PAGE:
Jeff Koeze's Blog Good Food, Good Business, and the Good Food Business

21Feb/090

Can We Test Our Way to Food Safety?

The Georgia Senate has passed a bill to require food testing and submission of positive test results to the state.   If properly funded -- and this is a huge if -- I have no doubt such a plan would help improve food safety.  But it is not a silver bullet.

The testing of food destroys the food. So you can never test 100% of the food and say that it is 100% safe. You have to take samples of the food (called your sampling plan), and based on the results of the test, you can infer that the food is safe.  But different foods and different processes require different sampling plans.  It also matters exactly what you are testing for.

Determining effective sampling plans for probably hundreds of different foods in hundreds of different settings would be massive, and I would add, highly technical task. (Unless Georgia goes to some crude one size fits all regime, or maybe S, M, L.) It is worth pointing out that a deep knowledge of statistical inference and sampling strategy design is not going to part of the skill set of the typical environmental health specialist.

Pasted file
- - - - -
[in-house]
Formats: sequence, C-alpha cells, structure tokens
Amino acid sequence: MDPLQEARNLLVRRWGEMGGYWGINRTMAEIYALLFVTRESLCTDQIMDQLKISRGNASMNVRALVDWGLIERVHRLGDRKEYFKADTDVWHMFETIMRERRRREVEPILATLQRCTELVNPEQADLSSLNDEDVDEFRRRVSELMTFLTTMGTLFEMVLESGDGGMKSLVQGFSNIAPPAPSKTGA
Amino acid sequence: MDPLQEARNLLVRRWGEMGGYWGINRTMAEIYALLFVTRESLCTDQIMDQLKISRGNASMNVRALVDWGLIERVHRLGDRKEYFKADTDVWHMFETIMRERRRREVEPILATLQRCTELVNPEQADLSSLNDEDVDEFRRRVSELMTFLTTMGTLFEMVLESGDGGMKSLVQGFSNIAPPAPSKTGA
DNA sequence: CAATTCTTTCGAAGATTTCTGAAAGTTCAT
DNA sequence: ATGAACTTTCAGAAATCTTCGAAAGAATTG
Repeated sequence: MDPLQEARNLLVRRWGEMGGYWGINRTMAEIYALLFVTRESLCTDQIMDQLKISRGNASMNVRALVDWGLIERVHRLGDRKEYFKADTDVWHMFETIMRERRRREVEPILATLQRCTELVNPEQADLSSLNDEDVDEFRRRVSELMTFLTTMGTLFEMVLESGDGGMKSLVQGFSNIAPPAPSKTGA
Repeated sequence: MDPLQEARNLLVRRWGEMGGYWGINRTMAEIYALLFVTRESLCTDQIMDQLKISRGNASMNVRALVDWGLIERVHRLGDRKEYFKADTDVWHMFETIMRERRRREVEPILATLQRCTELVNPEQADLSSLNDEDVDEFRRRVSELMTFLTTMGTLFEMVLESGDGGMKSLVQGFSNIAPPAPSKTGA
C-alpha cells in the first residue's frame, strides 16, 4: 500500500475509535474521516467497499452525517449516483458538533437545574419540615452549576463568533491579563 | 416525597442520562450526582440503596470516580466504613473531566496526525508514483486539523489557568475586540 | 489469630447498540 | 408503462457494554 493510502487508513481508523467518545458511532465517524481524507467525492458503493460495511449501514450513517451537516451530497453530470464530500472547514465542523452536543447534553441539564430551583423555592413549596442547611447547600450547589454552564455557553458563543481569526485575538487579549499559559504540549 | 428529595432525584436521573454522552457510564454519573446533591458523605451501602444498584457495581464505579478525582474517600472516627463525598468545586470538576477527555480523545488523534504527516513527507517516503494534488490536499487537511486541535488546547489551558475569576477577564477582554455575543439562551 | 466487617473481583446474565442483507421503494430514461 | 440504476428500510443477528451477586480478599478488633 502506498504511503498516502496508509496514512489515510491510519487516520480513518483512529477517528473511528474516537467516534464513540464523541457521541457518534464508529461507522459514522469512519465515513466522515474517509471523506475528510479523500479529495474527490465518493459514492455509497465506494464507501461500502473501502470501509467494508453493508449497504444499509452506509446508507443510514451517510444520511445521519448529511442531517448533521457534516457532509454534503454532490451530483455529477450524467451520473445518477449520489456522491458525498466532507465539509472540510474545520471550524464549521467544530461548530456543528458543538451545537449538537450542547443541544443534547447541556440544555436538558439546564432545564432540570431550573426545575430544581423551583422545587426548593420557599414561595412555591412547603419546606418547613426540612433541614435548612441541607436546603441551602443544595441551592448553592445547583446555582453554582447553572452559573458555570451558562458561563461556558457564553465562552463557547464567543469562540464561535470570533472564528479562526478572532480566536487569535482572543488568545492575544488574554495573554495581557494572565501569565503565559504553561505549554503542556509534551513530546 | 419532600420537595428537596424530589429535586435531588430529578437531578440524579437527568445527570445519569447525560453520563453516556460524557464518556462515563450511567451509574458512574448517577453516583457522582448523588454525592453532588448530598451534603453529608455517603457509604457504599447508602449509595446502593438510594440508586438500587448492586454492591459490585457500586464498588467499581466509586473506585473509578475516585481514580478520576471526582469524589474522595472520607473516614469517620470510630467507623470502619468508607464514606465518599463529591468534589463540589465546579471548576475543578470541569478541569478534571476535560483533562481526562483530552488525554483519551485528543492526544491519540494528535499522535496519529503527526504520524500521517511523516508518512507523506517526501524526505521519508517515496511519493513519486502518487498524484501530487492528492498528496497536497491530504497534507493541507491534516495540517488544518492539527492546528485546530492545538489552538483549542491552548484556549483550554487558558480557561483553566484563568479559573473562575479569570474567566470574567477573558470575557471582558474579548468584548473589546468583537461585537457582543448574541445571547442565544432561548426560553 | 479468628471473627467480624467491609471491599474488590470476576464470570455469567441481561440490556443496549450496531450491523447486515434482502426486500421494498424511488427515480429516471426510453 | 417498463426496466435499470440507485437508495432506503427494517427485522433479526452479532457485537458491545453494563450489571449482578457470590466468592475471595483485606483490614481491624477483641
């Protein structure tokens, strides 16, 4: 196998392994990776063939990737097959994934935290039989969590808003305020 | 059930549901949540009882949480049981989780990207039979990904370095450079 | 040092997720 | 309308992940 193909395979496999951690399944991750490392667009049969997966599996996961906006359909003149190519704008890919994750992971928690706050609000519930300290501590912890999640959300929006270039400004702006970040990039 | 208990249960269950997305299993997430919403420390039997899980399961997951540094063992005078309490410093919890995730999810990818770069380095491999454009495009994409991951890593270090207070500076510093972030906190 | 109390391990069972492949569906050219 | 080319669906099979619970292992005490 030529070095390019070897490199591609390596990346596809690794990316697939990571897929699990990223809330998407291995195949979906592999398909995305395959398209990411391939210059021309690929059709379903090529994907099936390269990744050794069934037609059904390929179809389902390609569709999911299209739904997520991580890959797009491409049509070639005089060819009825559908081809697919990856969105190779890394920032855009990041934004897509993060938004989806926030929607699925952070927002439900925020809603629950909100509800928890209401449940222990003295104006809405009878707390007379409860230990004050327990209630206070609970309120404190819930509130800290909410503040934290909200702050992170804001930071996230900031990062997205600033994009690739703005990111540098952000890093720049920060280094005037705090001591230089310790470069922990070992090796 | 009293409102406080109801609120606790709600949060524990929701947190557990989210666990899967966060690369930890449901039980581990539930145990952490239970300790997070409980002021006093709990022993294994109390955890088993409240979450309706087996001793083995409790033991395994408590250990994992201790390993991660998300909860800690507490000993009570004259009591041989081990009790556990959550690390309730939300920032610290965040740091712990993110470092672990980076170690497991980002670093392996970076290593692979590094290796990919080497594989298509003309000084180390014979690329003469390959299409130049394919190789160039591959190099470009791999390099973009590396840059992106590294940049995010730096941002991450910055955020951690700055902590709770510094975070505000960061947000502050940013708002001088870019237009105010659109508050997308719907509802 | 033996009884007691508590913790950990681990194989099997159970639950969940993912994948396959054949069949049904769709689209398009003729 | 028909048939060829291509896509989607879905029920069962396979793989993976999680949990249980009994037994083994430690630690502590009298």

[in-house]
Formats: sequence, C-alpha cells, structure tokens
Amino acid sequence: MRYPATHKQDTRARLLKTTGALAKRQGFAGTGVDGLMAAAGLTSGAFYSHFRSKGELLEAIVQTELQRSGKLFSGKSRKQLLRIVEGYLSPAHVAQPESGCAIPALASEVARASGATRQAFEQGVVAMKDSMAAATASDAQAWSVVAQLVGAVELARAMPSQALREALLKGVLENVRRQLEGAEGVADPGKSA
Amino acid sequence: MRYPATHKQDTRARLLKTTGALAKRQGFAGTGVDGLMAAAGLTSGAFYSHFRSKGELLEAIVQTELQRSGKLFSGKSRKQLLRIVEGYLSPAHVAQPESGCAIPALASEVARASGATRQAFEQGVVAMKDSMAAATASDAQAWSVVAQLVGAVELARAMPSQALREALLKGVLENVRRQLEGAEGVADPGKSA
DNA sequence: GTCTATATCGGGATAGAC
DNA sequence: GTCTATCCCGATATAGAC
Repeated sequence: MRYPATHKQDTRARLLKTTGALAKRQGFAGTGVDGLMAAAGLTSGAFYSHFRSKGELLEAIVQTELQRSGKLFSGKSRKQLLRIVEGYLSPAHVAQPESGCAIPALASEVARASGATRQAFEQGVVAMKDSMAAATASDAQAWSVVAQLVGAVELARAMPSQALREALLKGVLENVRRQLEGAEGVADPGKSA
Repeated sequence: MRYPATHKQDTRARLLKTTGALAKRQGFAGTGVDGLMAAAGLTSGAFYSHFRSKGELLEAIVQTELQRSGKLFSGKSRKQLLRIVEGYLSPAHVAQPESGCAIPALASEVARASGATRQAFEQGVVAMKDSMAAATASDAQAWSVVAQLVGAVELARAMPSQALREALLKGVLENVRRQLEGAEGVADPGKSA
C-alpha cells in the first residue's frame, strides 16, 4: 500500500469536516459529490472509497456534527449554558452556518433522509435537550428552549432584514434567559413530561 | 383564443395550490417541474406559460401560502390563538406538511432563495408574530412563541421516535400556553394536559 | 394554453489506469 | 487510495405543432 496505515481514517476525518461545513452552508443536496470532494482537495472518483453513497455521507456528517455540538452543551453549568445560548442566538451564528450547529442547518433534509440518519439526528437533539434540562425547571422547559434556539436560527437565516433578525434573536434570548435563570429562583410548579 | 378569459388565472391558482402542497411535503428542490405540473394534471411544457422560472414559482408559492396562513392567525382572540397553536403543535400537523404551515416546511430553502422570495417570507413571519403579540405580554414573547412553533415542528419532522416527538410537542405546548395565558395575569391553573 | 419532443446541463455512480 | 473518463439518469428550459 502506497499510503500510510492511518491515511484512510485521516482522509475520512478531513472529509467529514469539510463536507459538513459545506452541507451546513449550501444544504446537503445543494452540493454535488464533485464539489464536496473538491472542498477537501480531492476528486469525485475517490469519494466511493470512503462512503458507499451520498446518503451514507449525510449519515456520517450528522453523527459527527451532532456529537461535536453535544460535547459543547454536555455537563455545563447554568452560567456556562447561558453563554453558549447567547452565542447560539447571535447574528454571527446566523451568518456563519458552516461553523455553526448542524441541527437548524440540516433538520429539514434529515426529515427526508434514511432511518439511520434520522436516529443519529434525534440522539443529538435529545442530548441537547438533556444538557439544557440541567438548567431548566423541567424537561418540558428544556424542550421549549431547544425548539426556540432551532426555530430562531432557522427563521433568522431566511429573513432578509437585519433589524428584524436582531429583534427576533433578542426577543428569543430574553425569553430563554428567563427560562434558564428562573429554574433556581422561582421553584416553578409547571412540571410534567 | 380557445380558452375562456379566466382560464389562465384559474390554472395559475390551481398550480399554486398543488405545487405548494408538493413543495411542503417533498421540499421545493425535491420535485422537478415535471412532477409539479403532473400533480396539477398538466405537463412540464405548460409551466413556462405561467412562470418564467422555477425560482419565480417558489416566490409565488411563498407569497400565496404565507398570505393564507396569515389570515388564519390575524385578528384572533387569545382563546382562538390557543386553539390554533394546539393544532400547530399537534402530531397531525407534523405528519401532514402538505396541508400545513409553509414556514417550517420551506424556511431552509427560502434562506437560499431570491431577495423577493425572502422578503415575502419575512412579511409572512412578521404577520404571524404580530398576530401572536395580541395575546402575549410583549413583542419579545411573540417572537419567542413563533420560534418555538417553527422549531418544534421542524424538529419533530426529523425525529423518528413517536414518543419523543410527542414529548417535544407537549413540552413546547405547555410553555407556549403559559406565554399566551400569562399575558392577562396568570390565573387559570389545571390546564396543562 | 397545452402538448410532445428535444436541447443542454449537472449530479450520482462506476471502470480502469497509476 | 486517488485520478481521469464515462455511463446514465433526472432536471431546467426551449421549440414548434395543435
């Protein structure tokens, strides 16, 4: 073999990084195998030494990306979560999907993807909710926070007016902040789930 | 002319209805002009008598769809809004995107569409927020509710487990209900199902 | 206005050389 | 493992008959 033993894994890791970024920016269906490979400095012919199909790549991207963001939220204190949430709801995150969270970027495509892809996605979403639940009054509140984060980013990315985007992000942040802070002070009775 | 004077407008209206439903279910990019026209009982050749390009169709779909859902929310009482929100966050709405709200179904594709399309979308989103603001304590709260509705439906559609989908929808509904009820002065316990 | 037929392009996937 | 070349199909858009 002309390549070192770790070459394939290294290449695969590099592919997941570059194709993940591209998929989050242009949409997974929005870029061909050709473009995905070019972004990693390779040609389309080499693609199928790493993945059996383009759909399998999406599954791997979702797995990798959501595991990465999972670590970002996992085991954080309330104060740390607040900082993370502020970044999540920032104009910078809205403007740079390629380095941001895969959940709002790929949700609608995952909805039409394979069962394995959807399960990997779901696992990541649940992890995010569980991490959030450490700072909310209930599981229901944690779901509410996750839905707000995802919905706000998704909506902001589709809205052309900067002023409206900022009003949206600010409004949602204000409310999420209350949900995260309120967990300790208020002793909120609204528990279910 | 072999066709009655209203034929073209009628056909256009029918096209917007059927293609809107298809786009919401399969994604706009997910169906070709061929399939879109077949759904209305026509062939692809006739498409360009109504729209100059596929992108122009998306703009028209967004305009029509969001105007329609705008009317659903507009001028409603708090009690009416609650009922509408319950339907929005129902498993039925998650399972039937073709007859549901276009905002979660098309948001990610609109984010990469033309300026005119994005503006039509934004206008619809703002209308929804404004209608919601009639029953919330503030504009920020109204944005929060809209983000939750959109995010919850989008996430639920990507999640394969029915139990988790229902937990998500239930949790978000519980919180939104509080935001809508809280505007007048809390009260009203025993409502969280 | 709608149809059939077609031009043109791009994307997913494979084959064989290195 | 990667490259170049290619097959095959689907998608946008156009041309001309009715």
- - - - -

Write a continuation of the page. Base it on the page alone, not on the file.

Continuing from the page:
The bill provides that if a company submits a testing plan as part of a food safety plan, and if the state approves it, then they can use that plan. The approvals would be a slightly less massive job. The prime benefit would be the advantage early on in getting a look at everybody's testing strategies. Some would be highly sophisticated, and could be used as models.

Before everyone jumps on the more testing bandwagon we need to be clear that monitoring a test regime of this magnitude will require a lot of staff and a lot of computer hardware and office space.

I'll also point out that the easiest thing in the world for an unscrupulous food manufacturer to do is to evade a regime like this. It is just as easy to pull your samples from a bulk package of previously tested product as it is off your line.

I'd rather see the money and effort go into boots on ground -- more, better trained inspectors and more frequent inspections.

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